But the zipper supplier and half of Mehta’s fabric vendors initially ignored the tax, Sharma said. Mehta was forced to pay the missing money. Mehta wrangled with its vendors to pay. So the Modi program energized a sort of accountability, from vendor to vendor, that was effective, if chaotic, in generating tax revenue.
“In the last two years, everything has changed,” Sharma said. The national sales tax “is very good, but it could have been implemented in a better way.”
Next door to Mehta, seven employees of Shakti Industries work beneath a large hook holding a huge roll of aluminum cord. Daily, they thin the cord into wire and flex it around spools to sell to jewelry-makers. Before Modi was elected, the tiny shop was visited by regulators from a dozen government agencies, with many demanding bribes, said Vipul S. Kamani, the owner.
Now, just three agencies are involved, he said. Licenses can be issued mostly online. A government computer generates a random inspection cycle, making it harder for inspectors to demand regular bribes. Kamani said he was saving money and “saving a lot of time, too.”
Changes seem to have touched most businesses no matter the industry or service. A restaurateur described how, six years ago, he needed 32 regulators to sign off on a new eatery. Even a signboard had to be licensed. Each approval required a bribe, the restaurant owner said. He calculated that he would need to pay $1,200 per seat in bribes, a fortune in a neighborhood where meals usually cost $6.
The restaurateur waited until last year to open and paid far lower bribes — about $450 per seat — because the number of regulators had dropped to 14. Next year he expects the number of regulators, and bribes, to fall sharply again. He asked for anonymity to avoid retaliation by authorities.
Foreign companies have long complained about red tape. Foreign direct investment jumped sharply in Modi’s first two years in office, but has slipped since 2016. Investors say red tape has plunged. The problem now is demand within India.
Many economists and businesspeople blame the dip in investment on the unexpected national campaign in November 2016 to recall large-denomination rupee notes.
The so-called demonetization program was meant to curb the black market and shift the economy from cash. Digital payments, the government figured, could better track revenue and lead to efficient tax collection for money to pay for roads, subways and ports.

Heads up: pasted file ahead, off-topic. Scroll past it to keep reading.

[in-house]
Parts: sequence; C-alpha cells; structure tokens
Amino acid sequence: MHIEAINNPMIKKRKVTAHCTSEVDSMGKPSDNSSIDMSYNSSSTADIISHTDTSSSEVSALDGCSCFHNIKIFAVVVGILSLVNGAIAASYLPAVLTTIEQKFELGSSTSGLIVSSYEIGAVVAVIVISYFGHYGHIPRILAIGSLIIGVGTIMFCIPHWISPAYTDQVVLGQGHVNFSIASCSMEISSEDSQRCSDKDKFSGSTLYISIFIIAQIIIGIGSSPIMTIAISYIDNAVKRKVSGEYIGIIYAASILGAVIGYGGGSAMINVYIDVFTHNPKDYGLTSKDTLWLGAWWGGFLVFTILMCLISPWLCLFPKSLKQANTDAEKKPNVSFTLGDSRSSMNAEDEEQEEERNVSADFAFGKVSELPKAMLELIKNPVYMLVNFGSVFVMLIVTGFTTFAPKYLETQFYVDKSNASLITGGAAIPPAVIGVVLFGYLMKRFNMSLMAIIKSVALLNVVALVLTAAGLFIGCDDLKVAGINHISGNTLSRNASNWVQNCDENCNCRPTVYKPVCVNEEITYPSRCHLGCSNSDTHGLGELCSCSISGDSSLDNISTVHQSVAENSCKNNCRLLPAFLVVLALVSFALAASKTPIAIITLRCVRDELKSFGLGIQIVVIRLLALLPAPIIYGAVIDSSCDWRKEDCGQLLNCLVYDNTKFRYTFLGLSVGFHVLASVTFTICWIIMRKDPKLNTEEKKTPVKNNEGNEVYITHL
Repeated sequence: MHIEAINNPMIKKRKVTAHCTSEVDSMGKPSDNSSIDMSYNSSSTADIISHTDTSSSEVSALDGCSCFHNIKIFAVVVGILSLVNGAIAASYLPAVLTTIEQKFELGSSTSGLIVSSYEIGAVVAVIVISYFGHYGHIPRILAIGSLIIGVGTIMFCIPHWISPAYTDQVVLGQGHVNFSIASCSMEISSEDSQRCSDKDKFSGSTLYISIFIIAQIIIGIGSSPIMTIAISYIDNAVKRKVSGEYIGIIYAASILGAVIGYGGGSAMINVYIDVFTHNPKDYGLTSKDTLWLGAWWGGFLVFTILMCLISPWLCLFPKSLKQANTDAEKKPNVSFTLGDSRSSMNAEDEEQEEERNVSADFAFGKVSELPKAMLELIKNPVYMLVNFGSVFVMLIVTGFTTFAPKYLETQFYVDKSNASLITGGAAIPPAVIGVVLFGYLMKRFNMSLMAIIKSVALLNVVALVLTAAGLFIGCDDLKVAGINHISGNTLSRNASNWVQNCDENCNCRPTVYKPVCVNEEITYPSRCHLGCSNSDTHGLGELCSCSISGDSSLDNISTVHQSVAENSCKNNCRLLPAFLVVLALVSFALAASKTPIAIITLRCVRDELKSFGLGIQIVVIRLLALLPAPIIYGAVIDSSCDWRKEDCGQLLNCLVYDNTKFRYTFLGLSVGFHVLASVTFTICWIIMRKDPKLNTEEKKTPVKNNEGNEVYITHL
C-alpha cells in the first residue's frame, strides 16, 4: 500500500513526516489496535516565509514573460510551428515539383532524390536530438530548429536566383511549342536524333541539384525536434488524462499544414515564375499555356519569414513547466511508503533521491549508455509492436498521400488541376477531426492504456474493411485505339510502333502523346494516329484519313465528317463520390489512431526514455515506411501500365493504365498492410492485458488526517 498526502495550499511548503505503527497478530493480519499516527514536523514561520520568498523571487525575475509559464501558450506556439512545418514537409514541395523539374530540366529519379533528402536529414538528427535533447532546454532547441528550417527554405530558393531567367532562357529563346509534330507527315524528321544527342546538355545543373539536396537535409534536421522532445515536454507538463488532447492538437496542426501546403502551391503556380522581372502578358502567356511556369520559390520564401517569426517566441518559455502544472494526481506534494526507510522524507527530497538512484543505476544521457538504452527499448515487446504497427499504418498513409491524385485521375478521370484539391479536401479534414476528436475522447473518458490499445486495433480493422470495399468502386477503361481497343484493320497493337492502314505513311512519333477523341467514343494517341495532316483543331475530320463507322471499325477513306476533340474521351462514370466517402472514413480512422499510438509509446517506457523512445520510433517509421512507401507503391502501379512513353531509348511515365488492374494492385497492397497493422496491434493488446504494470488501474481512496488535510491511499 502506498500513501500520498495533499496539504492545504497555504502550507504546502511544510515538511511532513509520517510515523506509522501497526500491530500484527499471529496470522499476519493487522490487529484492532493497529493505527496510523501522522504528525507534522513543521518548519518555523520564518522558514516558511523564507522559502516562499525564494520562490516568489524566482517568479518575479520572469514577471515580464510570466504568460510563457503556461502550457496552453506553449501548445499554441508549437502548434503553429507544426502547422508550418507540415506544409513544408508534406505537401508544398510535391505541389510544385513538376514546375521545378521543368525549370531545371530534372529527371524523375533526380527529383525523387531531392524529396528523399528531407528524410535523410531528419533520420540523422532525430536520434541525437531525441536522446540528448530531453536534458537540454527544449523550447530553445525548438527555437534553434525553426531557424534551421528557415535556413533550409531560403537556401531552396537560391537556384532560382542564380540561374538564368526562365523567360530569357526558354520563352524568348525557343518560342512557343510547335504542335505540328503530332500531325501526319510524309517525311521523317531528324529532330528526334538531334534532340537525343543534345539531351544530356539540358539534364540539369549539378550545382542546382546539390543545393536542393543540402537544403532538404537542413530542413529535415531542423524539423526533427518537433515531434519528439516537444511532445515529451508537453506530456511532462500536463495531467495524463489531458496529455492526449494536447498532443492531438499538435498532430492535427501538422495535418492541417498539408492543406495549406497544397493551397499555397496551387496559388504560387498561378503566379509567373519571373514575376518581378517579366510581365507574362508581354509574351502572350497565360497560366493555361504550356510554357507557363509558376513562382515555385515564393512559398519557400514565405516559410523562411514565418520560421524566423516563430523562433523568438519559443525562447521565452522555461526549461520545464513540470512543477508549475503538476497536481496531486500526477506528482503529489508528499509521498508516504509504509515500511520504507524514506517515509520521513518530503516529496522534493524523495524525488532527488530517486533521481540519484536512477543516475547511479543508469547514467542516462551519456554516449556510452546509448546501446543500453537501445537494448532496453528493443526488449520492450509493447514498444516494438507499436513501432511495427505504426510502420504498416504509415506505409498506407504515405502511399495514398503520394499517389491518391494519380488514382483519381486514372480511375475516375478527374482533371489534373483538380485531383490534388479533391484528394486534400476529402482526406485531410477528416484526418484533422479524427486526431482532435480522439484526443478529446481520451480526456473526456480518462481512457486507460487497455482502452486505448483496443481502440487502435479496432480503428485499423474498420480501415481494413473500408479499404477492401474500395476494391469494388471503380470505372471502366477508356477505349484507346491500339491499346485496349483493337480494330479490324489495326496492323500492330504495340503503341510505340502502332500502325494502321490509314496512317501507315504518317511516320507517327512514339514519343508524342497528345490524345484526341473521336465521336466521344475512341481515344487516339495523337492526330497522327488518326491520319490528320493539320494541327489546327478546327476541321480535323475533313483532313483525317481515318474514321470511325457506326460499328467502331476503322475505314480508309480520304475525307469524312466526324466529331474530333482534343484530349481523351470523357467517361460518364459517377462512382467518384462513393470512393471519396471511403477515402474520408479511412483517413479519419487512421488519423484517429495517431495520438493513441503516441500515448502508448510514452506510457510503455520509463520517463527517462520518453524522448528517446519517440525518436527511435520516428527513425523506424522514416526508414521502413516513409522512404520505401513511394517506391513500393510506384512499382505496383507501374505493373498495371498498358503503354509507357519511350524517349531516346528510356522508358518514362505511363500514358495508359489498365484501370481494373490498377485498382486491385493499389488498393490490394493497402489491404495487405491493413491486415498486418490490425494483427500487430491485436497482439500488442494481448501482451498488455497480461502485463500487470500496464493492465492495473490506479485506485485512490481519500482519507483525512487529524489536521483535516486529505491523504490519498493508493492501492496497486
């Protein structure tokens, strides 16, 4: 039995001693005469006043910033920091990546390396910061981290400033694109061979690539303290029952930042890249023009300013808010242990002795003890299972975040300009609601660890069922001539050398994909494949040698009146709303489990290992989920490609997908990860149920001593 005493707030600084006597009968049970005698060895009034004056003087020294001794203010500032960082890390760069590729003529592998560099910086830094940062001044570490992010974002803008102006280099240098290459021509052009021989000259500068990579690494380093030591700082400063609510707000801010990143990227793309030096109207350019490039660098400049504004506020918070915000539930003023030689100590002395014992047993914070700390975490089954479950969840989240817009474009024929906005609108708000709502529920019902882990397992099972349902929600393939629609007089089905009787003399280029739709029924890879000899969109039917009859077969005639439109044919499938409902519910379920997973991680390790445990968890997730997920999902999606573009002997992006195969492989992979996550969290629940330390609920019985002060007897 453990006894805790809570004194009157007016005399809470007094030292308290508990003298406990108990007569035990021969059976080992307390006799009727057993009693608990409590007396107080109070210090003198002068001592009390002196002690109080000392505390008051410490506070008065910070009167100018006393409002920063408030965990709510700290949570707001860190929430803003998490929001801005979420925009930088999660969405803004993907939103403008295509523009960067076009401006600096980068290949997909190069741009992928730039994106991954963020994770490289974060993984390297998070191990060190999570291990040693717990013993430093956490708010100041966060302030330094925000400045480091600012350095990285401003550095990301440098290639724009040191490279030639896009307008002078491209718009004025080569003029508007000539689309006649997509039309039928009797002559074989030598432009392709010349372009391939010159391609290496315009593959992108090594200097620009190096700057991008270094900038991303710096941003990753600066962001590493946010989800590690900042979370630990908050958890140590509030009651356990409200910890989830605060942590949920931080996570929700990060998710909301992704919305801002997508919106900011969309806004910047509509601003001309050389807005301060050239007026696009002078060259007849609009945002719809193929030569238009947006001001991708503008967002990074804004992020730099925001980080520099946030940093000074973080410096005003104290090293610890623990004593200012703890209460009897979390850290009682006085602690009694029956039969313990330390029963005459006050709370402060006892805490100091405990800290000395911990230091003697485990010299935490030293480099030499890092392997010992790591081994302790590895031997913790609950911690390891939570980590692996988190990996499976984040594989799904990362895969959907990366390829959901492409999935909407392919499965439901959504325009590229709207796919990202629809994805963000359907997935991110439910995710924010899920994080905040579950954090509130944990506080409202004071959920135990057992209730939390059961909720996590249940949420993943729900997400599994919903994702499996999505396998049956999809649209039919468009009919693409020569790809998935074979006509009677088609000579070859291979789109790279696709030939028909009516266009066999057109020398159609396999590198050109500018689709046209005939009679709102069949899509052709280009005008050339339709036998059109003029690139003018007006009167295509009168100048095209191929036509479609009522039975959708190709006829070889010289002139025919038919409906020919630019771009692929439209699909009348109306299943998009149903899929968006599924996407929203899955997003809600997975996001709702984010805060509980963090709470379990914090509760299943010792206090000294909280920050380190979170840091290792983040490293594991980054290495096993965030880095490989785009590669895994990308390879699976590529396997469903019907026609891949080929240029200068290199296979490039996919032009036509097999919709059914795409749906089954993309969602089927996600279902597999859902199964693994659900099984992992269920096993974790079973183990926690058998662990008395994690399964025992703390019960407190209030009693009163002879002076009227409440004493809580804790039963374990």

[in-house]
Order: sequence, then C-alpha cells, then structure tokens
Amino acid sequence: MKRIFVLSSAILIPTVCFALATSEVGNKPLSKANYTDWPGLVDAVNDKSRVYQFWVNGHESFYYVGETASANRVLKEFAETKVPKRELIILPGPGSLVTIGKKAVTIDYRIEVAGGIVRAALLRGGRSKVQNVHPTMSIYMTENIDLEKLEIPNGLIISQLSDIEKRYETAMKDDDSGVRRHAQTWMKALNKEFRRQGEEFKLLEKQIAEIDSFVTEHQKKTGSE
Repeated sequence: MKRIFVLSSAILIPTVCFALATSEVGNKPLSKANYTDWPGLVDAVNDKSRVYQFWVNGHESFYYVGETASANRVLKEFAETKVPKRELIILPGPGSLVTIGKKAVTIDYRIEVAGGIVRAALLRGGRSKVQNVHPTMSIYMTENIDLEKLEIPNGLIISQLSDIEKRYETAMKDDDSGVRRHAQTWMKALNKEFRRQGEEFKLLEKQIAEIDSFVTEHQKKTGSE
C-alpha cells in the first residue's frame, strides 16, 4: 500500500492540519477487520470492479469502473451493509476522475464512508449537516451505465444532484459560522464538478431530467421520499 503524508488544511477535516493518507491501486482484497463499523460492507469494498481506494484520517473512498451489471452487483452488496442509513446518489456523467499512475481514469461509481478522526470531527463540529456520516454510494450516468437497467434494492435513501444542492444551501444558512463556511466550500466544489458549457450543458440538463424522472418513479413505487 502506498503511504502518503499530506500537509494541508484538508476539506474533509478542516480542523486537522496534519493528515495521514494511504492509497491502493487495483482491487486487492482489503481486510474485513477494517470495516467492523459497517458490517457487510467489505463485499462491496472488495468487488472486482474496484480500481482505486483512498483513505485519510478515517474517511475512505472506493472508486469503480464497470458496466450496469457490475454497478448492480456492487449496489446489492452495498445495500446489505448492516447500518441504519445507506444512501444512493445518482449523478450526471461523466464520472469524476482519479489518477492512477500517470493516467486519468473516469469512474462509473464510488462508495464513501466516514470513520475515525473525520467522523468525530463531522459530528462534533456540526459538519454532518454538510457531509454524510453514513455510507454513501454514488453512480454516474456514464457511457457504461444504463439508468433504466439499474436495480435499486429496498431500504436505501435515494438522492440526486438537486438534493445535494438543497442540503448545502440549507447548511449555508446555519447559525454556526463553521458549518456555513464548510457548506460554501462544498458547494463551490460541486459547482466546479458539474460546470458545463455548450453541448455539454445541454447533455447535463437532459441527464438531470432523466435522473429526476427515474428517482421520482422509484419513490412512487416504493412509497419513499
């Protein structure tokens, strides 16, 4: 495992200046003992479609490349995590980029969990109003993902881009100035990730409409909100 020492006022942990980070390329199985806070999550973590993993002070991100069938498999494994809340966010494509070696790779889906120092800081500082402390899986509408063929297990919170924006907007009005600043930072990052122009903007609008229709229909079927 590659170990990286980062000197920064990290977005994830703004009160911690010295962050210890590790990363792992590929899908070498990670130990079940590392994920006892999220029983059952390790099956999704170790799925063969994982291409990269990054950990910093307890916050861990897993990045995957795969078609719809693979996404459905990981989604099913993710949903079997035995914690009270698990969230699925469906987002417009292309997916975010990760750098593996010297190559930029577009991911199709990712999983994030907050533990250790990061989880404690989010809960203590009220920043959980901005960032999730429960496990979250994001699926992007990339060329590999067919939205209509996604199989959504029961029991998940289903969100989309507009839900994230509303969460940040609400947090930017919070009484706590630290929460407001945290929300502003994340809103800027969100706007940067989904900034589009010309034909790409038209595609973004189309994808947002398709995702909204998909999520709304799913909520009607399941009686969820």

But the program was rolled out so quickly that businesses and households scrambled for paper money. People tried to rely on credit cards and electronic banking, but many businesses were not equipped to accept them. The cash crunch hit small businesses hardest, said Pronab Sen, the country’s recently retired top statistician.
Through 2018, Modi shifted toward populist measures. He introduced restrictions that crimped Walmart and Amazon expansions and foreign internet services, and he demanded Visa, Mastercard and American Express move more operations to India. He made all politics — and economics — local. He kept steep tariffs on imports despite Trump administration complaints and after India lost zero-tariff access to the American market for many goods.
He has won grassroots support from many Hindus while pushing economic changes embraced by business leaders. He has been mostly silent on sectarian violence, including the lynching of Muslims and lower-caste Hindus. The political swing states of India lie mainly in the north, where Hindu nationalism runs deep, and Modi seems to have retained support there.
Corning has a factory north of Pune, an industrial hub, and it has witnessed visible improvements — although some began under the Congress Party, before Modi took office. The road outside the factory once had huge potholes. It has been paved. Electricity blackouts occurred weekly. Now electricity fails once a month. Importantly for cash flow, Corning can better force errant clients, because of a new law, to pay their bills.
When it comes to red tape, India “certainly seems to be heading in the right direction,” said Amit Bansal, Corning’s managing director for India.
Gaurav Dalmia, the chairman of a family-controlled conglomerate that makes cement as well as heat-resistant tiles for steel furnaces, said big business was making a calculation in these last days of voting.
“If the Modi government is re-elected, as it is likely to be, you will get economic reform as well as social challenges,” he said. “It’s a package deal, whether you like it or not.”
“On a net basis,” Dalmia said, “many like me would buy that package.”